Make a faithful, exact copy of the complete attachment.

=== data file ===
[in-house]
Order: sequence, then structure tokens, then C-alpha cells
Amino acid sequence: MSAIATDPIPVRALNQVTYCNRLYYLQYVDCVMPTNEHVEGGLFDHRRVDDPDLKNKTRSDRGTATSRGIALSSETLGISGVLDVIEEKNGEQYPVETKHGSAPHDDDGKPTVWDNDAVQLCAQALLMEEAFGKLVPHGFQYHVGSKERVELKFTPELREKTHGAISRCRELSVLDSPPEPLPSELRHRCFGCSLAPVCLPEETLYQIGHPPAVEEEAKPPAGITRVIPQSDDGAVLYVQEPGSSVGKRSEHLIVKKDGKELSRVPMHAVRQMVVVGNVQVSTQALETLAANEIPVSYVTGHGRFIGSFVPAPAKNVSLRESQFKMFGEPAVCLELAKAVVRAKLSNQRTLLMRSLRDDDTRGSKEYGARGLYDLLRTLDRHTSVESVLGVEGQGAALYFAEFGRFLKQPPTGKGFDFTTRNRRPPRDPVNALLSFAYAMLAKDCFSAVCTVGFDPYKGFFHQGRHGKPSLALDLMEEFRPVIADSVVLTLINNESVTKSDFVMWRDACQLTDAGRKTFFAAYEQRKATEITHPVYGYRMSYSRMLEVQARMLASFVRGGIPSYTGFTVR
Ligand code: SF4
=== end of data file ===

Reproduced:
[in-house]
Order: sequence, then structure tokens, then C-alpha cells
Amino acid sequence: MSAIATDPIPVRALNQVTYCNRLYYLQYVDCVMPTNEHVEGGLFDHRRVDDPDLKNKTRSDRGTATSRGIALSSETLGISGVLDVIEEKNGEQYPVETKHGSAPHDDDGKPTVWDNDAVQLCAQALLMEEAFGKLVPHGFQYHVGSKERVELKFTPELREKTHGAISRCRELSVLDSPPEPLPSELRHRCFGCSLAPVCLPEETLYQIGHPPAVEEEAKPPAGITRVIPQSDDGAVLYVQEPGSSVGKRSEHLIVKKDGKELSRVPMHAVRQMVVVGNVQVSTQALETLAANEIPVSYVTGHGRFIGSFVPAPAKNVSLRESQFKMFGEPAVCLELAKAVVRAKLSNQRTLLMRSLRDDDTRGSKEYGARGLYDLLRTLDRHTSVESVLGVEGQGAALYFAEFGRFLKQPPTGKGFDFTTRNRRPPRDPVNALLSFAYAMLAKDCFSAVCTVGFDPYKGFFHQGRHGKPSLALDLMEEFRPVIADSVVLTLINNESVTKSDFVMWRDACQLTDAGRKTFFAAYEQRKATEITHPVYGYRMSYSRMLEVQARMLASFVRGGIPSYTGFTVR
Ligand code: SF4